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Heat transfer in a finite rod

  1. Nov 24, 2009 #1

    fluidistic

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    1. The problem statement, all variables and given/known data
    A rod with length [tex]L[/tex] and section [tex]A[/tex] has its extremities in contact with 2 springs of heat whose temperatures are [tex]T_A[/tex] and [tex]T_B[/tex] such that [tex]T_A>T_B[/tex]. The rod is an environment where the temperature is worth [tex]T_0[/tex] (constantly).

    a)Determine the function [tex]T(x)[/tex] that describes the temperature of the rod in the steady state, for the case in which the rod is covered by a insulating material.

    b)Calculate the value of [tex]\vec q[/tex] in the 2 extremities of the rod.

    c)Determine [tex]T'(x)[/tex] while in steady state, that describes the temperature of the rod if we remove the insulating material and supposing that [tex]T_0=T_B[/tex].

    d)What is the value of [tex]\vec q[/tex] in each of the extremities in this new situation?

    e)Calculate the flux by unit of time that is emitted by the surface of the rod.
    2. Relevant equations
    None but the thermal conductivity coefficient is worth [tex]h[/tex]. (conductivity between the rod and the environment).
    The conduction coefficient is [tex]K[/tex] and the perimeter of the rod is [tex]P[/tex].


    3. The attempt at a solution
    a)In the steady state, [tex]T(x)=ax+b[/tex].
    I've found out that [tex]T(x)= \left ( \frac{T_A-T_B}{L}\right ) x+T_A [/tex]. At least it satisfies the initial conditions.

    b)[tex]\vec q =-KA \frac{\partial T}{\partial x}=-\frac{KA}{L}(T_B-T_A)[/tex]. I'm sure I made an error here. It seems that the q vector is constant in all the rod, sounds like possible though... I'm unsure I must say. If it wasn't constant then the temperature would change.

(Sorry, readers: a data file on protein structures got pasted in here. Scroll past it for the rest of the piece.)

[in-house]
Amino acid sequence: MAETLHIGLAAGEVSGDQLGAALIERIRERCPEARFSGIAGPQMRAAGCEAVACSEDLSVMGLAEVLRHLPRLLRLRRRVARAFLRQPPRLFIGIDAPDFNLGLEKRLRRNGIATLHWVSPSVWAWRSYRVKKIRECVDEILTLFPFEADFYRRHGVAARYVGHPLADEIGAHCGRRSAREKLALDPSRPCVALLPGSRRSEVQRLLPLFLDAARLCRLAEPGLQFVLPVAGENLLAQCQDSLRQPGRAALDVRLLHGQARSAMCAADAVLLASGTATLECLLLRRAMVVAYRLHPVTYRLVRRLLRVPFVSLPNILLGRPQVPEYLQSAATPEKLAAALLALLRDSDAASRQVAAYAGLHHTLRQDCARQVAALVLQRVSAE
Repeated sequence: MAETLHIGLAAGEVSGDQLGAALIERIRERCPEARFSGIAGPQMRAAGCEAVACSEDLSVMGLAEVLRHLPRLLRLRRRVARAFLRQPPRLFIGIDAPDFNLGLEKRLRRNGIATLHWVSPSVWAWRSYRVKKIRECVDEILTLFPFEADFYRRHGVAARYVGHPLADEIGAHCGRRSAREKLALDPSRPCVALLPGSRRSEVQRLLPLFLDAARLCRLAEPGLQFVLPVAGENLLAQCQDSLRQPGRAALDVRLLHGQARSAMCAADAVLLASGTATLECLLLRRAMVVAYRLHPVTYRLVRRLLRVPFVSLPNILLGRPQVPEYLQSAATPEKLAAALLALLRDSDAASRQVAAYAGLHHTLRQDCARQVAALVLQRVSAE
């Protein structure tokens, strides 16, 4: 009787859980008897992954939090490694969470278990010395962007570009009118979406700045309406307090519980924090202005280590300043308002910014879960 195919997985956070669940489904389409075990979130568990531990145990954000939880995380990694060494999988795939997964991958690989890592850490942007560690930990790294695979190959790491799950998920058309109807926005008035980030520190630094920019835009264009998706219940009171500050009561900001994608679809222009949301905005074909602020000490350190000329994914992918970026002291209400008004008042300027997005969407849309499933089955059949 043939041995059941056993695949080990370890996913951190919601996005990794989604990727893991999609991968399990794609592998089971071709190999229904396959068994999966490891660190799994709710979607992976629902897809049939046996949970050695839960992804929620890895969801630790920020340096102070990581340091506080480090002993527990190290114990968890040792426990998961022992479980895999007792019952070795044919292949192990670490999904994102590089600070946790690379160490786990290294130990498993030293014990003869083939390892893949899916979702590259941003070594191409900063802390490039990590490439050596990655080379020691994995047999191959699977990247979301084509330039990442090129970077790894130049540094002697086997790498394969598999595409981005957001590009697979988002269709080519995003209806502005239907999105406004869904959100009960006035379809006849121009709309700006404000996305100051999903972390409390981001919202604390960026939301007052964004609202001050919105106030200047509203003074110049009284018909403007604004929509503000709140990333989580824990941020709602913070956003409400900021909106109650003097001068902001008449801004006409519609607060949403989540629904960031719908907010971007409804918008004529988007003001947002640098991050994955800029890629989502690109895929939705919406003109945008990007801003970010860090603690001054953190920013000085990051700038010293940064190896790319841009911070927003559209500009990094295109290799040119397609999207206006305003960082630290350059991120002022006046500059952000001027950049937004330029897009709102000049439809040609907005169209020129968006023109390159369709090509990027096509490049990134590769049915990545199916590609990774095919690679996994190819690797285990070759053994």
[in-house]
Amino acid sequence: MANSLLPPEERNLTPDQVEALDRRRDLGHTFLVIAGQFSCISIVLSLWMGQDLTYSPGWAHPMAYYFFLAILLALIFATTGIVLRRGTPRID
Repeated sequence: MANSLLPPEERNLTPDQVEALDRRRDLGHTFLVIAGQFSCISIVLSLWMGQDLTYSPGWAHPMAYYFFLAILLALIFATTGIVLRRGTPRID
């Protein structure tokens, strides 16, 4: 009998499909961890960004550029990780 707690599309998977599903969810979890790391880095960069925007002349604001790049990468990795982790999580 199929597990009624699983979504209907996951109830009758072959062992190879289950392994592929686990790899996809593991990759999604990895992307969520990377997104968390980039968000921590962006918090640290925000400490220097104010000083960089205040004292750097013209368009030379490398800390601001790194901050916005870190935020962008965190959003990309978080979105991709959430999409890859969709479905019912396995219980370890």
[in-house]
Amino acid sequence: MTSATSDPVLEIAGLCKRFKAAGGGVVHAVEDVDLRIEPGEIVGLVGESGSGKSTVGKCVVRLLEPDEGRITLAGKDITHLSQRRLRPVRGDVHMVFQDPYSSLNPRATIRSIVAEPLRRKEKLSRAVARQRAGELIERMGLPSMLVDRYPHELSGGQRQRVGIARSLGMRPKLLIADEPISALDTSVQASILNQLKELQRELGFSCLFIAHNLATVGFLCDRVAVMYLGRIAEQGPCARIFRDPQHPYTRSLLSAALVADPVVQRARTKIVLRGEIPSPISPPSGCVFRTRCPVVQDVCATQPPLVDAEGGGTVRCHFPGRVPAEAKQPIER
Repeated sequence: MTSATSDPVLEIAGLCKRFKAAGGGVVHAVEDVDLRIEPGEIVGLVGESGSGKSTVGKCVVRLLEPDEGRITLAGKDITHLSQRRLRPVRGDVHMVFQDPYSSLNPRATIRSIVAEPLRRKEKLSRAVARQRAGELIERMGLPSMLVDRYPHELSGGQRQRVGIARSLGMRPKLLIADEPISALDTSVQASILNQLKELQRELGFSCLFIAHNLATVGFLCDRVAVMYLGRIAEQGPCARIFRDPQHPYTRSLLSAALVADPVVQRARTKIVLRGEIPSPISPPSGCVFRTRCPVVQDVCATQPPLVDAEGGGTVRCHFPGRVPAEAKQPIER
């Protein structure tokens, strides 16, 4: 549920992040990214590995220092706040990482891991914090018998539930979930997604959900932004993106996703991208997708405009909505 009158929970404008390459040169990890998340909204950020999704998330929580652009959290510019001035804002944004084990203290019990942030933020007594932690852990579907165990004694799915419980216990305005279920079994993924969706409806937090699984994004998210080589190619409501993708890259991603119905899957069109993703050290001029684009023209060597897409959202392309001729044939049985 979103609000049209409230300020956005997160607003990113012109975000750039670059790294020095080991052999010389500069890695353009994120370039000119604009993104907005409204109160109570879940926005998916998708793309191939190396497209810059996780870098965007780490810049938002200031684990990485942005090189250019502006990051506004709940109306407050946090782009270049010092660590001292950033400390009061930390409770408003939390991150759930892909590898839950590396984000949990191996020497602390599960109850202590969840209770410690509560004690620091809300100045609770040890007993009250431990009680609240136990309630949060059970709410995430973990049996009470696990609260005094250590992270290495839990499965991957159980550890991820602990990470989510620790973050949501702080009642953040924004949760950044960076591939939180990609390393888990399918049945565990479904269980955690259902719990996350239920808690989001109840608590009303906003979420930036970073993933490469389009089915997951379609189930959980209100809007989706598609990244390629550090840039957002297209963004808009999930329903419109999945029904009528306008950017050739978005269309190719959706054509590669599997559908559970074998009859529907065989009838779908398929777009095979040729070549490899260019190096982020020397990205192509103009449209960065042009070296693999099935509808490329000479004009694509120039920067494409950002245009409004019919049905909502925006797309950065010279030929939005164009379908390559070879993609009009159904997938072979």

c)Heat from the rod will be transfered to the environment at a rate [tex]\frac{dQ}{dt}=\bold q = hA(T_0-T)[/tex] where [tex]T[/tex] is the temperature of the rod.
    I'm a bit lost here. Should I replace [tex]T[/tex] by the [tex]T(x)[/tex] I've found in part a) ?

    Once I get help on this, I'll look for the rest. Thank you in advance.
     
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  3. Nov 25, 2009 #2

    Mapes

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    Looks to me like part (c) requires you to develop a differential equation describing the heat transfer. Can you perform an energy balance on a slice of the rod showing the inputs and outputs from conduction and convection?
     
  4. Nov 25, 2009 #3

    fluidistic

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    I'm trying to do so.
    I'm sorry, I forgot to give a data : the perimeter of the rod is P. (I think I don't forget anything now).

    I've sketch the slice of length [tex]dl[/tex]. Let [tex]\bold q_1[/tex] be the input from conduction and [tex]\bold q_2[/tex] be the output from convection. The area of the slice that is exposed to convection is [tex]Pdl[/tex]. Hence [tex]q_2=hPdl(T_0-T)[/tex] where [tex]T[/tex] is the temperature of the slice.
    [tex]\bold q_1=K\frac{\partial T}{\partial x} \big |_{dl}[/tex].
    So [tex]\bold{q_{\text{total}}}=q_1-q_2[/tex]...

    I don't have any confidence in myself on this. Could you correct me?
     
  5. Nov 25, 2009 #4

    Mapes

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    It's a very useful technique. When you get the hang of it, it'll be easy to construct differential equations describing fluxes (heat, matter, charge, etc.)

    Let's consider an infinitesimal slice of the rod with length dx, cross-sectional area A, perimeter P dx/L. The slice is so small that we can approximate its temperature with a single value T(x), but there is a finite temperature gradient.

    The heat energy coming in by conduction is, by Fourier's Law, [itex]-kA(dT/dx)[/itex]. The heat energy leaving the other end isn't exactly the same because of the temperature gradient. We approximate it with the first two terms of a Taylor series expansion:

    [tex]-kA\left(\frac{dT}{dx}\right)+\frac{d}{dx}\left[-kA\left(\frac{dT}{dx}\right)\right]dx=-kA\left(\frac{dT}{dx}\right)-kA\left(\frac{d^2T}{dx^2}\right)dx[/tex]

    The heat energy leaving by convection is simply [itex]hP(dx/L)[T(x)-T_B][/itex]. Sum all these energy terms and divide by dx and you'll have your differential equation. And hopefully you can see how you could handle variations like a position-dependent thermal conductivity or cross-sectional area, by not taking them outside of d/dx. Make sense?

    EDIT: Typo, changed "conduction" to "convection"